Manmadhan spelt style. Vallavan highlighted love. And Silambattam (U/A) showcases action together with oodles of romance, at times intense but mostly carnal. Silambattam has been scripted by cameraman Saravanan, who debuts as director. Till now you’ve probably watched only fights and duets on trains. For a change Simbu’s passionate love life opens and closes atop them in this Lakshmi Movie Makers’ 25th film. Playing a rustic, Simbu strikes the gong loud and clear to proclaim that as an action hero he has arrived.
What begins as a fairly suspenseful narrative dwindles into a run-of-the-mill line post-interval. Tales of vendetta have been churned out ever so many times. And there’s nothing novel in a pious Brahmin turning vengeful and intimidating. But Simbu the priest arouses interest. Only that it doesn’t go on for long. The typical purohit look suits him well. (But was the tuft missing in the amorous sequence with Sana Khan, on the attic?) By the way, Simbu could work more on his Tamil diction.
Like every hero Vichu (Silambarasan) has a past. His grand dad (Nedumudi Venu) is very particular that Vichu doesn’t get to know the secret of his birth. But the truth is out, and the young man isn’t going to rest till he wreaks revenge on the person who was responsible for his family’s doom. Meanwhile his uncle Muthuvel (Prabhu) learns that his nephew is still alive and wishes to save him. Haven’t you heard and seen the same line umpteen times before? Prabhu’s role isn’t clear. His incarceration and end are rather vague.
Simbu’s eagerness to shine equally in dance and action is commendable. Sana Khan’s is a run of the mill role yet the striking feature is the lip sync which is almost perfect. Thankfully, as a contrast to the ever pining heroine’s lustful overtures (How long will the boring trend go on?) comes Sneha’s cameo. Even in the few scenes she appears, the dusky beauty makes her presence felt — her myriad expressions are a watch-worthy treat.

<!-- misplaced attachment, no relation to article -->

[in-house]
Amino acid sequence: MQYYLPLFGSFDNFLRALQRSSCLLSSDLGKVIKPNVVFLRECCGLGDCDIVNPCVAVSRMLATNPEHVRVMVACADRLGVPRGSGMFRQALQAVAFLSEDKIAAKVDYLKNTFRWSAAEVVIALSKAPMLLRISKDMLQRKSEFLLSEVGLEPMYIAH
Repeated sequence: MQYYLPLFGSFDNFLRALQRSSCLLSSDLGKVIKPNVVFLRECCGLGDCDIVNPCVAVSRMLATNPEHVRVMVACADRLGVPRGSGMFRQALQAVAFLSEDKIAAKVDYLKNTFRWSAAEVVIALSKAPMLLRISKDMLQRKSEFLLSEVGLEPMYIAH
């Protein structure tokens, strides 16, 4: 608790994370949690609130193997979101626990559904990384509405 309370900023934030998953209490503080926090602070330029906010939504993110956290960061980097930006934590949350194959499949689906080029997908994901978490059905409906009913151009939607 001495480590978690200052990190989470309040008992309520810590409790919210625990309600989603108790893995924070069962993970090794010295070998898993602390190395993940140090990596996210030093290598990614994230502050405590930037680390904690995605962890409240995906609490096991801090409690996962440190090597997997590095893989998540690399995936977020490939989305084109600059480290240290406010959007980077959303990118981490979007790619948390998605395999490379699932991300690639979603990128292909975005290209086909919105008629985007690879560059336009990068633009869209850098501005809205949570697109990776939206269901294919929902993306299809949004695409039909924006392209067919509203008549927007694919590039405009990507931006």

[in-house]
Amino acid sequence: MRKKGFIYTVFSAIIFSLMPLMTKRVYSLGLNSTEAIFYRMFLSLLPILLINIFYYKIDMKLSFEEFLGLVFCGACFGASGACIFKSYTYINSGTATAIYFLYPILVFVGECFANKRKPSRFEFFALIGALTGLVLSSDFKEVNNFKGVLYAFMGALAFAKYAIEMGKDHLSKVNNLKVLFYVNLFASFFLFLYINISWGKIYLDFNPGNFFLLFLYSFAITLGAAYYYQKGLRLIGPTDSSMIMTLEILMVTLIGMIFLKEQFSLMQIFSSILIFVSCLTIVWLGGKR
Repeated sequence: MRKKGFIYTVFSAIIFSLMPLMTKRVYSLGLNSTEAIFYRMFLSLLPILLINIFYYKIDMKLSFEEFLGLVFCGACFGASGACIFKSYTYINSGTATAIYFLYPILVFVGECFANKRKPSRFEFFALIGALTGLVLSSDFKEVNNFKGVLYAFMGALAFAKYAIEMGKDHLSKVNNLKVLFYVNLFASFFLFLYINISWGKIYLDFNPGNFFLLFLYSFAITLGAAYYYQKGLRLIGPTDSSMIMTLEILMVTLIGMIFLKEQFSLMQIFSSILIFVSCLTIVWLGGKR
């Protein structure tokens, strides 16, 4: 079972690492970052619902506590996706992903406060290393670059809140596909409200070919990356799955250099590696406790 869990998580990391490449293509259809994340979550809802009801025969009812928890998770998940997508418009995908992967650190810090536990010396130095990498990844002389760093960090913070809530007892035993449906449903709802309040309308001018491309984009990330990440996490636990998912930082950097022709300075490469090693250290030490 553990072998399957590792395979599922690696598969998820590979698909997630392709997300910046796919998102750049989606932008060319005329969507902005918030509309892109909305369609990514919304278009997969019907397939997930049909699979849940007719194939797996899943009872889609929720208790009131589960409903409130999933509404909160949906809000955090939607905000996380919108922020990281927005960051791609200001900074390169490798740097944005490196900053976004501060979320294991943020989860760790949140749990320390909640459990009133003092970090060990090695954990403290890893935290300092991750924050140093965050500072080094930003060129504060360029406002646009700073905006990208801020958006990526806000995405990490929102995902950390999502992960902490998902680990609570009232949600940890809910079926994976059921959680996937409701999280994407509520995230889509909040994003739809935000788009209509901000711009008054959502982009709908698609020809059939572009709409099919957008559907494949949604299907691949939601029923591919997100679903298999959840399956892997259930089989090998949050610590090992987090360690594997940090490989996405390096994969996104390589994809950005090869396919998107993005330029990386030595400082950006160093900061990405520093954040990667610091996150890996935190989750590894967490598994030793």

The middle-aged Brahmin woman is always a sitting duck in cinema. Forever coquettish, she (here it’s Nirosha) is the butt of lewd jokes. So, what’s new about the character, Saravanan? Innuendos bordering on obscenity are an all-pervading aspect of the dialogue in Silambattam.
A saving grace of the otherwise utterly coarse comedy of Silambattam is Karunas, who comes out with a very different line. Another performance that warrants mention is veteran S.N. Lakshmi’s.
Ilaiyaraja takes off on a melodic foray for son Yuvan’s ‘Machchaan Machchaan …’ number. The songs of Silambattam are an amalgam of the remix, hip and the fast paced — the composer has a sure way of reaching the youth. Not just the outdoors, even in the indoor shots art (Prabhakar) excels. And in the fiery fights in a watery background, and in the train sequences Mathi’s tones and lighting shine. It’s obvious that both Kanal Kannan and Simbu have worked hard on the stunts.
With the scene of action being Tirunelveli and Kumbakonam, Simbu shifts base this time to focus attention on the youth of the towns and villages. They should love to watch one of their kind prance around with white babes in scanty wear for ‘Where is the party?’
Who’s bothered about incongruities here? And so what if the dialogue is downright crude? Simbu-Saravanan’s single point agenda in Silambattam is to please the psyche of a select group of audience. So little else matters!Silambattam
Cast: Silambarasan, Sneha, Sana Khan
Storyline: A soft temple priest turns aggressive when he learns about his past …
Bottomline: Action, with an ample dose of grossness